Notably, the RotationTransform property 1010 may not be relevant for all InkDivisionUnit objects 1000. For example, this property 1010 may be relevant for the InkDivisionUnit “Word” and the InkDivisionUnit “Line,” but not necessarily for “Drawing” or “Paragraph.” If desired, for the InkDivisionUnit DivisionType of “Paragraph,” the parser could, without departing from the invention, compute a rotational angle of the paragraph based on its individual, constituent lines. Also, if desired, the parser could compute the rotational angle of a drawing, at least in some instances, from patterns observed in its strokes. Therefore, while the RotationTransform property 1010 may be present for all InkDivisionTypes, this is not necessarily the case.
The InkDivisionUnit object 1000 further includes an Enum 1020 called InkDivisionType 1022, as illustrated in
Of course, other emums could be used without departing from the invention. For example, an enum “Segment” could be used to correspond to either a word or character, particularly for use in systems designed for Far East languages.
As another example, if it is possible for a given InkDivisionUnits object collection to contain InkDivisionUnit objects of different InkDivisionTypes, then the specific values for entries in this Enum may change, for example, to something like the following:
In this manner, the InkDivisionType may become a bitfield and individual types can be OR'ed together to specify a combination of InkDivisionTypes that are desired from the ResultByType operation.
Of course, without departing from the invention, an InkDivisionUnit object 1000 may include properties, methods, enums, and/or other elements in addition to and/or in place of and/or in combination with the specific properties and enums illustrated in
V. Operation of an Ink Divider Object and API
A. Performance During an Inking Session
In use, ink strokes may be added to, removed from, and/or otherwise modified within the InkDivider object 700 Strokes property 704 collection in any suitable manner without departing from this invention. For example, if desired, a completely new Strokes property 704 could be written and inserted each time a stroke is added, removed, and/or otherwise modified in an existing Strokes property 704. Proceeding in this manner, however, would likely result in unacceptable processing delays as the computer would need to re-parse all of the ink strokes in the Strokes property 704 from scratch each time a stroke was changed.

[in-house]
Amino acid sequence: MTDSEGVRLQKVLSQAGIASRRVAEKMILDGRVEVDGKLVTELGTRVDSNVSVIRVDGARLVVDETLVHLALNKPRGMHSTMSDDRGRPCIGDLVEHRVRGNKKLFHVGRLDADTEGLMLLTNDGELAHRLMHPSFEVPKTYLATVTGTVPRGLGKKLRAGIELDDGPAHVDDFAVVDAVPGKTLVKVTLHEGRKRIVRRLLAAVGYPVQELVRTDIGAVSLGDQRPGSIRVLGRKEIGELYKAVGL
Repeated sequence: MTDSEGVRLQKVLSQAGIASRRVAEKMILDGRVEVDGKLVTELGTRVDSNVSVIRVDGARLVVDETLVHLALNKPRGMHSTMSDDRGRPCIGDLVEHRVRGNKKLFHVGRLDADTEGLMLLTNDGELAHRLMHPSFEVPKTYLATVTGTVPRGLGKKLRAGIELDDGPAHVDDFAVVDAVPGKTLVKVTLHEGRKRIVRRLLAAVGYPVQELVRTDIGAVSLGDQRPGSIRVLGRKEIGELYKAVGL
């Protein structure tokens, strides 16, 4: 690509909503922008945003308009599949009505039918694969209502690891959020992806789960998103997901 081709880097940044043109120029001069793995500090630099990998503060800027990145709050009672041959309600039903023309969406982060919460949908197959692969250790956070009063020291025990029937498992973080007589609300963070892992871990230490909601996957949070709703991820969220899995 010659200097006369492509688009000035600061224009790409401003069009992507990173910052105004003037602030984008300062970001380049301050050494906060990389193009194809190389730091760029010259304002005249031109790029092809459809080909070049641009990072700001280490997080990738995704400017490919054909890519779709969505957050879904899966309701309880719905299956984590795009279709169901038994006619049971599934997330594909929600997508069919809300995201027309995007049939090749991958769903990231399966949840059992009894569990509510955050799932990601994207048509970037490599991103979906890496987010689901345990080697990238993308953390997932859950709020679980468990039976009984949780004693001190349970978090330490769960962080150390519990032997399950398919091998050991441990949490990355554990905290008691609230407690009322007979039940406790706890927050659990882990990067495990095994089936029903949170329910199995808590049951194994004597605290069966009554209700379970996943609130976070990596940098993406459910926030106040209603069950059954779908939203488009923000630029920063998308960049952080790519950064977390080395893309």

Accordingly, in some examples of the invention, the client code (or application program code) that uses the InkDivider object 700 includes methods for: (a) adding individual ink strokes, (b) adding sets of ink strokes (e.g., by a paste operation), (c) removing ink strokes, and (d) removing sets of ink strokes (e.g., by a cut operation) to/from the InkDivider object's Strokes property collection 704, rather than replacing the entire Strokes property collection 704 each time a stroke is added, removed, or otherwise modified. By using methods that add, remove, and otherwise modify only affected strokes in a current InkDivider object's Strokes property 704, the internal parse tree data structure may be updated incrementally. For example, as a stroke is added to a previously-parsed line (perhaps to cross a “t”), if the new stroke is passed to InkDivider Object 700 using an “add” method (e.g., via an “Ink Divider.Strokes.Add(newstroke)” operation), then the internal parser's parse tree data structure may be invalidated within a predetermined distance from the location of the new stroke(s), and thereby allow strokes only in the immediate area of the new strokes (also called the “dirty” strokes or “dirty nodes”) to be re-parsed, i.e., the new stroke associated with the letter “t” and other closely surrounding strokes, in this example. In some examples of this incremental stroke parsing, not only the actual newly added ink stroke gets parsed, but additional ink strokes in the neighborhood of the new stroke also get re-parsed taking into consideration the presence of the new stroke. In some examples of the invention, a circular region around the newly added, deleted, and/or otherwise modified stroke(s) will be reparsed (to assure that the newly added, deleted, or modified strokes are viewed in context with their surrounding strokes and to assure that the surrounding strokes are viewed in context with the recent modification).
Also, in some examples, systems and methods according to the invention perform as much parsing as possible in the background, without waiting for the Divide method to be explicitly called by the client code or application program code. For example, when either the InkDivider object's Strokes property 704 is set, or strokes are added to/removed from/otherwise modified in the InkDivider object's Strokes property 704, parsing occurs immediately, in a background thread on a “snapshot” of the parse tree data structure, as generally discussed above in conjunction with
B. Performance When Returning to an Inking Session
If user applications expect to enter and exit inking sessions multiple times and “commit” ink objects to the application, the InkDivider object 700 could be called upon to re-parse all of the existing data from scratch every time an application program opens an ink-containing document. While this may be acceptable in some situations, performance may suffer and result in processing delays, particularly when opening documents that contain large amounts of ink data.
In at least some examples of the invention, in order to improve performance in these situations where existing documents are re-opened, the following options may be useful.
1. Retaining Shadow Objects
As an application program exits an inking session and commits ink data to the screen, in at least some examples of the invention, it may be useful to create and maintain copies of the strokes in the Strokes property collections 1004 of each InkDivisionUnit object 1000, rather than cutting these original strokes from the collection.